October 26, 2005

Indic Ideas in the Graeco-Roman World

by Subhash Kak, PhD
Department of Electrical & Computer Engineering
Louisiana State University Baton Rouge, Louisiana
It is common to speak of "civilizational ideas,'' but do they exist? For example, are the doshas of Ayurveda peculiarly Indian since they are a tripartite classification that is basic to the Vedic system of knowledge? Plato introduced a similar system based on three humours into Greek medicine, with a central role to the idea of breath (pneuma in Greek). But this centrality of breath (prana in Sanskrit) is already a feature of the much older Vedic thought. So do we agree with Jean Filliozat (1970) that Plato borrowed the elements of the wind, the gall, and the phlegm, from the earlier tridosha theory,and that the transmission occurred via the Persian empire? Others claim that any similarities between the Indian and the Greek medical systems must be a result of the shared Indo-European heritage and what may appear to be Indian is actually Indo-European.
Dumezil's demonstration that tripartite categories operated elsewherein the Indo-European world supports this latter view. Dumezil argued that all Indo-European religions have three hierarchical functions: sacred sovereignty, force, and fecundity, represented by the categories of brahman, rajan (or kshatra), and vish. Religious and political sovereignty is conceived as a dual category: the magician-king and the jurist-priest. In India, this duality is in the roles of the rajan and brahman; in Rome, of rex and flamen. Even the names are similar! In his Mitra-Varuna Dumezil (1948) shows that the magician-king (Varuna in India or Romulus in Rome) initiates in violence the social order that the jurist-priest (Mitra in India or Numa in Rome) develops in peace.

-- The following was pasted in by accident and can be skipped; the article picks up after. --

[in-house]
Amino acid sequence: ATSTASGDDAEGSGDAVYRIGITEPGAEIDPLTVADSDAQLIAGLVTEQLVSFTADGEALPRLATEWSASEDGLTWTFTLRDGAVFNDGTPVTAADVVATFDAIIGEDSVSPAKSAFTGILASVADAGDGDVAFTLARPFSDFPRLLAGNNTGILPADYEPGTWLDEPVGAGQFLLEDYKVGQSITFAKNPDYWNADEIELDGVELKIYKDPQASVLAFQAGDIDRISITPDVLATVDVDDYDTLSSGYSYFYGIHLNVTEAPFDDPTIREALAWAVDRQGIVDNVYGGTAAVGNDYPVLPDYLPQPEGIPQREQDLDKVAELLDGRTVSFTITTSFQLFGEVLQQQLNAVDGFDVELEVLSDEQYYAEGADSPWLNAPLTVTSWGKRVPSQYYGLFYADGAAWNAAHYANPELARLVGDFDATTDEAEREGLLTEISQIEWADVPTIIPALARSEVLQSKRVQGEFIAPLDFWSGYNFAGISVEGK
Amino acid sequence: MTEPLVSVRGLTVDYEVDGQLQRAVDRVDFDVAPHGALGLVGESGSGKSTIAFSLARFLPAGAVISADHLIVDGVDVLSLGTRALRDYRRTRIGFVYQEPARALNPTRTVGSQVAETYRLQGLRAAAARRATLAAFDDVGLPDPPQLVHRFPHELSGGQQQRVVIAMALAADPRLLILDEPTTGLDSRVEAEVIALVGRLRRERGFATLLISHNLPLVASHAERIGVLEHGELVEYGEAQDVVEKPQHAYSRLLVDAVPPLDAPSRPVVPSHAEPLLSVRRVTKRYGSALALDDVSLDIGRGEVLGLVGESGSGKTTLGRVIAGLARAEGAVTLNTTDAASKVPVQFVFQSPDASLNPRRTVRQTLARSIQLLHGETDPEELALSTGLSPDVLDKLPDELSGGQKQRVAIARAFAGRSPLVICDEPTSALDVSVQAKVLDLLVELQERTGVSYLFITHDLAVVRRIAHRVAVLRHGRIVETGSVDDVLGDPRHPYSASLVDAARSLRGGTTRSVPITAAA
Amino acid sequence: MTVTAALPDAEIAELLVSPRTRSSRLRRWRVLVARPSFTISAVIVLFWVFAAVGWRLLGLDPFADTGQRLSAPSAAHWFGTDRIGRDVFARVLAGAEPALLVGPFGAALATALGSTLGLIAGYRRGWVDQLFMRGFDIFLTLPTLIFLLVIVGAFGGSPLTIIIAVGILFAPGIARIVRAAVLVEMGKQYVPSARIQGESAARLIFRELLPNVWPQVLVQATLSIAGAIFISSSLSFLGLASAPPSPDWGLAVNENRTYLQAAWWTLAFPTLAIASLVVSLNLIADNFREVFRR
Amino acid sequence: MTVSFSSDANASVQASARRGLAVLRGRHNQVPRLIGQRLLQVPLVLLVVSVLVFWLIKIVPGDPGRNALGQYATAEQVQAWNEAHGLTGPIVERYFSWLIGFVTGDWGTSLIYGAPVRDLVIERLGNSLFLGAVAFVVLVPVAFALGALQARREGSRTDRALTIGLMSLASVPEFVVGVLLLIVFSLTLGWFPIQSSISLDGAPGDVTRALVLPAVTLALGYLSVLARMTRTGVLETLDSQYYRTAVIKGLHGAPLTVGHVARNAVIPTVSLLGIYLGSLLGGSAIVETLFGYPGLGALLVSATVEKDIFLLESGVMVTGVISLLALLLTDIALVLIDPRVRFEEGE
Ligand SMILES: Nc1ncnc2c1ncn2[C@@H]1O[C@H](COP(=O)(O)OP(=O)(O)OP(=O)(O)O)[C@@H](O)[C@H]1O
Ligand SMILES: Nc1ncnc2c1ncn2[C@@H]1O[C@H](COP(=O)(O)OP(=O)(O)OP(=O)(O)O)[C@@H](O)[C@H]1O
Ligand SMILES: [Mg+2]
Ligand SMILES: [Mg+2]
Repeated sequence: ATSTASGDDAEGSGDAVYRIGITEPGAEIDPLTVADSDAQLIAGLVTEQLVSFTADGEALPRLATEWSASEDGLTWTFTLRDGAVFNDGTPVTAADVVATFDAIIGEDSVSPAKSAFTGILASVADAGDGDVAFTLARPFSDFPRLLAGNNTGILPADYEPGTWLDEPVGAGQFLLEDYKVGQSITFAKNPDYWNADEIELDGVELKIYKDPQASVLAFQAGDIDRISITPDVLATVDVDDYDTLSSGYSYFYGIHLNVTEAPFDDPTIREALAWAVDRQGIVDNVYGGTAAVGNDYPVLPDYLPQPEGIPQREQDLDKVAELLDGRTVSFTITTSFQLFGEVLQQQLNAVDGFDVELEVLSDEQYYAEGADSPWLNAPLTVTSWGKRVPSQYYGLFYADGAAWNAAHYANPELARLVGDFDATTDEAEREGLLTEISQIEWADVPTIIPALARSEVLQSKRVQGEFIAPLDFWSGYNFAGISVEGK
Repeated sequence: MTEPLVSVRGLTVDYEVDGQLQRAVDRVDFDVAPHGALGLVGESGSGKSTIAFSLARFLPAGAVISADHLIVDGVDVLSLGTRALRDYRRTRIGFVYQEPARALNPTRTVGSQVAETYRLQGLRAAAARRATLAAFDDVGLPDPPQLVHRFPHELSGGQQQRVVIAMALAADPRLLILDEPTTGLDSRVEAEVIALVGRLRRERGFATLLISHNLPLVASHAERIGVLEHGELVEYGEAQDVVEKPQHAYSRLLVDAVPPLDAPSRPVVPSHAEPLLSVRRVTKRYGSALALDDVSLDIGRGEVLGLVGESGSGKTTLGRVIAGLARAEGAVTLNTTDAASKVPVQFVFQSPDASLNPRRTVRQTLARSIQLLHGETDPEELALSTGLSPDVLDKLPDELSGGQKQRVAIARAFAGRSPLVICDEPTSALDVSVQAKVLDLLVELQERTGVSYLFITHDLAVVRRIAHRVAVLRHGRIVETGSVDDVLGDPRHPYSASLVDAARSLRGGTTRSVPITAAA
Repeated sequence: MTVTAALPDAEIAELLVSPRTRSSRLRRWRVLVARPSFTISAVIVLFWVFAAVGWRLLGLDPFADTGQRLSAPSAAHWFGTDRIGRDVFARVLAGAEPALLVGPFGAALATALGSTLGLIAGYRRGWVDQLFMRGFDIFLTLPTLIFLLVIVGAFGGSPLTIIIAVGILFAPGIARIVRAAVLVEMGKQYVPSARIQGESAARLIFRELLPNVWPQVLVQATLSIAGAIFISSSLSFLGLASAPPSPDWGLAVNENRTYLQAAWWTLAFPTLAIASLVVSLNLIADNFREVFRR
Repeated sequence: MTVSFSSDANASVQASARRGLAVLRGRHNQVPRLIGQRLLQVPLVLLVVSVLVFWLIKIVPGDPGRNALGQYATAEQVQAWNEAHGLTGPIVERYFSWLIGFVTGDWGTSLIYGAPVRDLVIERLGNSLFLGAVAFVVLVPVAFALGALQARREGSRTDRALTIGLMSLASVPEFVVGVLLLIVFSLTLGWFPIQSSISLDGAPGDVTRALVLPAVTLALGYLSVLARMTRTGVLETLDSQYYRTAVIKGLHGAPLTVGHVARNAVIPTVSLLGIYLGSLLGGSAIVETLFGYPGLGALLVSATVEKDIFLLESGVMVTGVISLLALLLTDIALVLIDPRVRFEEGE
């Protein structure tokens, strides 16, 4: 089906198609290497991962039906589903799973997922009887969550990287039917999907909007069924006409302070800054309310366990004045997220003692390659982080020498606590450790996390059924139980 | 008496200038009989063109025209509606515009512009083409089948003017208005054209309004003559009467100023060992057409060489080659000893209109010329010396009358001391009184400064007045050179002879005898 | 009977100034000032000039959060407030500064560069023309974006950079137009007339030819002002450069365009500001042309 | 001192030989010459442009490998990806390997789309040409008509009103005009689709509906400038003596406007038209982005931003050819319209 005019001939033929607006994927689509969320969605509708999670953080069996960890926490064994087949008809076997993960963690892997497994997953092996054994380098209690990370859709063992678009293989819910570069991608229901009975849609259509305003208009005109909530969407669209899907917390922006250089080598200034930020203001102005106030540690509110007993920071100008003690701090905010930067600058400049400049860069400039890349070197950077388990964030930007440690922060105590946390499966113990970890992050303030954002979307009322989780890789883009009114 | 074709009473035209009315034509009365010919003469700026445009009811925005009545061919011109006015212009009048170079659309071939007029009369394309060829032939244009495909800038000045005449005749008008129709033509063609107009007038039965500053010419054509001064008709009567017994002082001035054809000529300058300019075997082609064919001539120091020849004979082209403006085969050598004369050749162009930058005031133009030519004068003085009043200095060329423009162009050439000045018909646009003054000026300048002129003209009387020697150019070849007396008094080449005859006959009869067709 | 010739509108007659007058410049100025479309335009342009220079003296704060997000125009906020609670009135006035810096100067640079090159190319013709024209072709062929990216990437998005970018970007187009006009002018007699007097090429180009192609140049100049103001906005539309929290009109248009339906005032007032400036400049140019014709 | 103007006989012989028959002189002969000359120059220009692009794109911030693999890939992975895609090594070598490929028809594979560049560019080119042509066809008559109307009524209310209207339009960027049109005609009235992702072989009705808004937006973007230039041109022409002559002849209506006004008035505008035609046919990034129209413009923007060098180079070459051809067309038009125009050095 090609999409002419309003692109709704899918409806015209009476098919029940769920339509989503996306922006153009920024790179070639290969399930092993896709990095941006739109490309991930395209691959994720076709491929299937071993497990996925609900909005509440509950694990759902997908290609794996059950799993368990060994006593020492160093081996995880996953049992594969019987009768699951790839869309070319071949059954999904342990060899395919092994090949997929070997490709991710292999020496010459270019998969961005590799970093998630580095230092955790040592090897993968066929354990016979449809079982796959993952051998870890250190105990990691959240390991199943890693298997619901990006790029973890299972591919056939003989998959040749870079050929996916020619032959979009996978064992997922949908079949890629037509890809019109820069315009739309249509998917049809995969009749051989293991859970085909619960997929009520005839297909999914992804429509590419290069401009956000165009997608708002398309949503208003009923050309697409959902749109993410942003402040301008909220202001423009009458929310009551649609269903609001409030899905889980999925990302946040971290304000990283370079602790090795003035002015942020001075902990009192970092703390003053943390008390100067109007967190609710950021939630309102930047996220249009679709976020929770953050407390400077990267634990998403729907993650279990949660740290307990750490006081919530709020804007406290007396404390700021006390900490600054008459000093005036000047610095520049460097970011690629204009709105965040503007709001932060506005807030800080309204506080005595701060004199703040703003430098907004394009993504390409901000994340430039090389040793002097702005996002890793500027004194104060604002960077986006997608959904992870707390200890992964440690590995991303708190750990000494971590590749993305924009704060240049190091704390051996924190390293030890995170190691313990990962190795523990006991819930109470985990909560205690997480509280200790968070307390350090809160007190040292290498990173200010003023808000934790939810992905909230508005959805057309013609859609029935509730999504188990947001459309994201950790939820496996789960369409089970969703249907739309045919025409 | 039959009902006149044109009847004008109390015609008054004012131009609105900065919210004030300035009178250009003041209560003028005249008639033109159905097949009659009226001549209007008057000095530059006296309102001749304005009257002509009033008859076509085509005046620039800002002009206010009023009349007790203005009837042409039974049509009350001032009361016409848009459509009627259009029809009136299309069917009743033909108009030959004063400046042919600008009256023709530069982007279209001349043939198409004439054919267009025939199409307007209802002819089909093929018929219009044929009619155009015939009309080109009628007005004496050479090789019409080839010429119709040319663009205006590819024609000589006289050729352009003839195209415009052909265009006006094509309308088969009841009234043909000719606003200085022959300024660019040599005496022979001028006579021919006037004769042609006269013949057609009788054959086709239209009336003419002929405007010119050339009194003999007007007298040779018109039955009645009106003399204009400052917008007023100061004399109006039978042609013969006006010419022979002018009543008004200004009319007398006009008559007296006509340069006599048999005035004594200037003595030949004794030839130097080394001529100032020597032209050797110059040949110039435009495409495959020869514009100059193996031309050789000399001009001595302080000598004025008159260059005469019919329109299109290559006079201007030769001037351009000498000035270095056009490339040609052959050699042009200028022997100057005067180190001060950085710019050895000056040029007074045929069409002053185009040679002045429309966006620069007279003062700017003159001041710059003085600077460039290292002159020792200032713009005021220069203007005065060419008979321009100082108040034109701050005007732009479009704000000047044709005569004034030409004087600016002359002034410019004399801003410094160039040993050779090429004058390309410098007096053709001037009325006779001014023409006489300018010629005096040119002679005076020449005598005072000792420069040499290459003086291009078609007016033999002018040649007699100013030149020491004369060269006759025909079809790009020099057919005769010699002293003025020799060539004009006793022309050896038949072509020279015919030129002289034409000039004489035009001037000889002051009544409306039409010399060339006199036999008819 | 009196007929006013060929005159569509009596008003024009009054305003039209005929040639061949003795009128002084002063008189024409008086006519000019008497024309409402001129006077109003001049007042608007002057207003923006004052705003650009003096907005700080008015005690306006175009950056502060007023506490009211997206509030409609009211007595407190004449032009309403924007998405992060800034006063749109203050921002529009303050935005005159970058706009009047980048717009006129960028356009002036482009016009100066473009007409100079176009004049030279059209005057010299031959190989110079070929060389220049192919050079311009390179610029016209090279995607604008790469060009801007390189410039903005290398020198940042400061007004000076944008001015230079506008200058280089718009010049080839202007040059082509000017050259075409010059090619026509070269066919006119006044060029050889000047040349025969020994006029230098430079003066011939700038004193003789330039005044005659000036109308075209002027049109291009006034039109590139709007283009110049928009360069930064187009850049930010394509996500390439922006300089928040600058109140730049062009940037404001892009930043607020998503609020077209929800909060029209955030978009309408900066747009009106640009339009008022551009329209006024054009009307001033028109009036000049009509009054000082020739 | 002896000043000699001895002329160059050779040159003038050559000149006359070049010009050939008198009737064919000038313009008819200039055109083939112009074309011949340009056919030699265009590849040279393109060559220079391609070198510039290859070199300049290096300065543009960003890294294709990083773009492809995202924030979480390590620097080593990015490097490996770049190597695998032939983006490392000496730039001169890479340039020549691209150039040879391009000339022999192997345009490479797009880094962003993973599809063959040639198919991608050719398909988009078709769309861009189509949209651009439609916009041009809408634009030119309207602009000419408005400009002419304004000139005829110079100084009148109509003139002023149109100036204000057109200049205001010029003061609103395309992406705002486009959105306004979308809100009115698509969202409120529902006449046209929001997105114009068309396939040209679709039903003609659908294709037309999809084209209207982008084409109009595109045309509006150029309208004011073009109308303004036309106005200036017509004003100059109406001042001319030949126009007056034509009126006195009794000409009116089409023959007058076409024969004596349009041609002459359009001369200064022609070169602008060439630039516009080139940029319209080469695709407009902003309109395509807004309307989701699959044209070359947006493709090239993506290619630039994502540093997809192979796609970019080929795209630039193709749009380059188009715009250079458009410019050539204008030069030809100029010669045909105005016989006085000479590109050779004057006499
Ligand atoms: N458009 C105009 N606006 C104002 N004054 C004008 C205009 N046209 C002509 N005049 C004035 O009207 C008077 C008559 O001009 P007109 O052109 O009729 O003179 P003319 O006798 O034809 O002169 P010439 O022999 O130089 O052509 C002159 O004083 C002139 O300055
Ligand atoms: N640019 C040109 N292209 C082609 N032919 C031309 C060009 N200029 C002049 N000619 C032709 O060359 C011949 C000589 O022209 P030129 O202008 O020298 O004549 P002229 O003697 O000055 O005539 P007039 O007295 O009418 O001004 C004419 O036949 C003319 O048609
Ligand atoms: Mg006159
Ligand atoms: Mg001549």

Magical sovereignty operates by means of bonds and debts, whereas juridical sovereignty employs pacts and faith. This pattern is repeated in time: in the cult of Christ as the "son'' he is the "intercessor" and savior juxtaposed to the avenging, punishing father.'' There is similarity between the Indian and the Greek religions as also in the society sketched in the Mahabharata and Homeric poems. Metempsychosis is known in both places. The imagery of the "world-egg,''so central to Vedic thought, is described in the later Orphic legends. According to Rawlinson (1975), "the resemblance between the two legends is too close to be accidental.'' These parallels are the result either of shared origins, migration, or cultural diffusion, or a combination of the three.
As an illustration of a civilizational idea consider the notion of self in the Upanishadic dialogues, which the texts assert is the essence of the Veda, its secret knowledge. A similar emphasis on self-knowledge is introduced into Greek thought by the Pythagoreans and the Orphics. Corresponding to the three gunas of sattva, rajas, tamas, Plato spoke of three categories logistikon, thumos, epithumia and he used a three-part classification for society. According to Lomperis (1984), "Plato, through the Pythagoreans and also the Orphics, was subjected to the influence of Hindu thought, but that he may not have been aware of it as coming from India.'' Irrespective of the source of these ideas, it is clear that, civilizationally, by the time of the Greek philosophers, there existed very important parallels between India and Greece. Innovations in art and scientific knowledge, when supported by archaeological and textual records, can help delineate the process at the basis of pivotal cultural transformations. Indian Science & Technology

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